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Hour 21. Working with Foreign Languages ... > Configuring Multilingual Support on ...

Configuring Multilingual Support on Your Computer

In the context of configuring multilingual support on your computer, you can divide languages into three groups (keep in mind that these groups do not reflect similarities based on linguistic features; the languages in each group just have similar configuration requirements):

  • Built-in languages— This group includes all languages other than those in the remaining two groups. You can read text written in these languages without making any changes to your Windows XP or Office 2003 installation. To input and edit text in these languages, you don't need to install any additional files, but you do need to make some configuration changes, as described in the next three sections. Figure 21.1 shows a portion of a folk tale written in Turkish, one of the built-in languages.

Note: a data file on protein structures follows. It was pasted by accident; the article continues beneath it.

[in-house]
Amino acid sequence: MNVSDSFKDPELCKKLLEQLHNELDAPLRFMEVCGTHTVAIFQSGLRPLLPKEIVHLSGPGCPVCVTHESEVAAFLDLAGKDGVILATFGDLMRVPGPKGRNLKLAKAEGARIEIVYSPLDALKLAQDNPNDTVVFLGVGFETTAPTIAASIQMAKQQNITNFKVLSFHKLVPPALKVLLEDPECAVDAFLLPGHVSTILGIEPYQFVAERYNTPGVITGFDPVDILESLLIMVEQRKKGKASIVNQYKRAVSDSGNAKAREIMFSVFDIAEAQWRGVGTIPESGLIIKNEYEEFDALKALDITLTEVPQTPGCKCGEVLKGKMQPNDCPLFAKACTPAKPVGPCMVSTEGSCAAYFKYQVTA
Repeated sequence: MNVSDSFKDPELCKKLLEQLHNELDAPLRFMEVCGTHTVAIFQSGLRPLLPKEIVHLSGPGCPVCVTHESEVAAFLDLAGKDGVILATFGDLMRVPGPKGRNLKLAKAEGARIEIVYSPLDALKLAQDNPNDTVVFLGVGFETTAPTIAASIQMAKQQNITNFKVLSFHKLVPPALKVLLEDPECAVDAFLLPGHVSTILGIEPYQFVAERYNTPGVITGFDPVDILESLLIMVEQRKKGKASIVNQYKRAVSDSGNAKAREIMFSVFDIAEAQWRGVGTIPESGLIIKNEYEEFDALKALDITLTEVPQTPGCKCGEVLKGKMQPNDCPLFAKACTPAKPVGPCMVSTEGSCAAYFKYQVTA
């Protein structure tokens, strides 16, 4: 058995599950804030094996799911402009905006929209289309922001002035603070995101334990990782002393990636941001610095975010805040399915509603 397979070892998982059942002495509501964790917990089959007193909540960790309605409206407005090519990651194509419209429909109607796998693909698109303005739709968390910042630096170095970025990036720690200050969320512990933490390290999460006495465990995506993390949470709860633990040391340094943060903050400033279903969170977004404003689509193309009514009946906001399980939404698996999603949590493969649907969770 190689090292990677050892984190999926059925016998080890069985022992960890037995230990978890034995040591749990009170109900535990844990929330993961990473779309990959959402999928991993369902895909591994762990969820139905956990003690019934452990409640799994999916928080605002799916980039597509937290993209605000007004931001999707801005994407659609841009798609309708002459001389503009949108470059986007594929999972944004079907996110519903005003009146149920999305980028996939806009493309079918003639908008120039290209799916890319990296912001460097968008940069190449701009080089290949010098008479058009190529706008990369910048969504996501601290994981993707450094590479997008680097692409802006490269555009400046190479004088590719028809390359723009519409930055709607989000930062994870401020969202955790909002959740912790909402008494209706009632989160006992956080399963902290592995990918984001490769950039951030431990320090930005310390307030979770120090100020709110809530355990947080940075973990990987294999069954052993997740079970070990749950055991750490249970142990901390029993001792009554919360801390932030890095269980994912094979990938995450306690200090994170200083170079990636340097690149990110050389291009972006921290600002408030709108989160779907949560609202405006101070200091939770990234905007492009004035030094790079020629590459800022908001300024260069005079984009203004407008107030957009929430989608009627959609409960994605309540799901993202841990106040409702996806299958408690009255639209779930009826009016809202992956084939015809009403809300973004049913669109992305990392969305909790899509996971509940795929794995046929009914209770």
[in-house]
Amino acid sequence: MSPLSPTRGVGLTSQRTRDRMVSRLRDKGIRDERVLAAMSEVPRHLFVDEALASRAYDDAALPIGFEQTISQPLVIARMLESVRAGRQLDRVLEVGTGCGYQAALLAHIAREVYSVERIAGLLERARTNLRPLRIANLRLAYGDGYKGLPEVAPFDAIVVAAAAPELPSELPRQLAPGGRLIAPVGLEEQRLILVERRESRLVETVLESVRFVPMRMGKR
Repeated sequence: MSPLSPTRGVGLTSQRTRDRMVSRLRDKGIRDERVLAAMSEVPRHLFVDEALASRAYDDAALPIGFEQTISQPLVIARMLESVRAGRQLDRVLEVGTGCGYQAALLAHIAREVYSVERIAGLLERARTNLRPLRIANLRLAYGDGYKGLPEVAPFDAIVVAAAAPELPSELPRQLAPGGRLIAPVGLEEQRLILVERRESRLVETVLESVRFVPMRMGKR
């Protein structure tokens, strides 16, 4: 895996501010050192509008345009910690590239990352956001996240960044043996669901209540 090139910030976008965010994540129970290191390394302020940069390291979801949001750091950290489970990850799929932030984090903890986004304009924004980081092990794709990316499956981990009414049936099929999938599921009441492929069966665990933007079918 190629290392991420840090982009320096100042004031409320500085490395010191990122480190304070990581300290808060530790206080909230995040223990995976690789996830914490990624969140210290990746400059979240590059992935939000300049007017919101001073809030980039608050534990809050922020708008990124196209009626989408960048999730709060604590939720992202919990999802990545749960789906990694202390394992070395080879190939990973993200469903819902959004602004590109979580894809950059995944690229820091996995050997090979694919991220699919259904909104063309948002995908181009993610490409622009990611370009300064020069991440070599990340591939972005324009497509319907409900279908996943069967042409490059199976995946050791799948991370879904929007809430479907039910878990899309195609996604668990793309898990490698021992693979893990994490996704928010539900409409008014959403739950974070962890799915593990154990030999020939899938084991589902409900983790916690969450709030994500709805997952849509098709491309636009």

Figure 21.1. Turkish is an example of one of the built-in languages.

  • Complex script and right-to-left languages— This group includes Arabic and Hebrew (right-to-left languages), as well as Armenian, Georgian, Thai, Vietnamese, and all of the Indic languages (complex script languages). You have to install additional support before you can read or edit documents in these languages. Figure 21.2 shows a note in Hebrew describing a company's mortgage services.

    Figure 21.2. Hebrew is an example of a right-to-left language.

  • East Asian languages— This group includes Chinese (both traditional and simplified), Japanese, and Korean. These languages can't be typed on a standard keyboard without using a special input system that converts keystrokes into phonetic and ideographic characters. You have to install these input systems, called IMEs (Input Method Editors), before you can read or edit documents in these languages. Figure 21.3 shows the lyrics to a folk song in simplified Chinese characters.

    Figure 21.3. Simplified Chinese is an example of an East Asian language.


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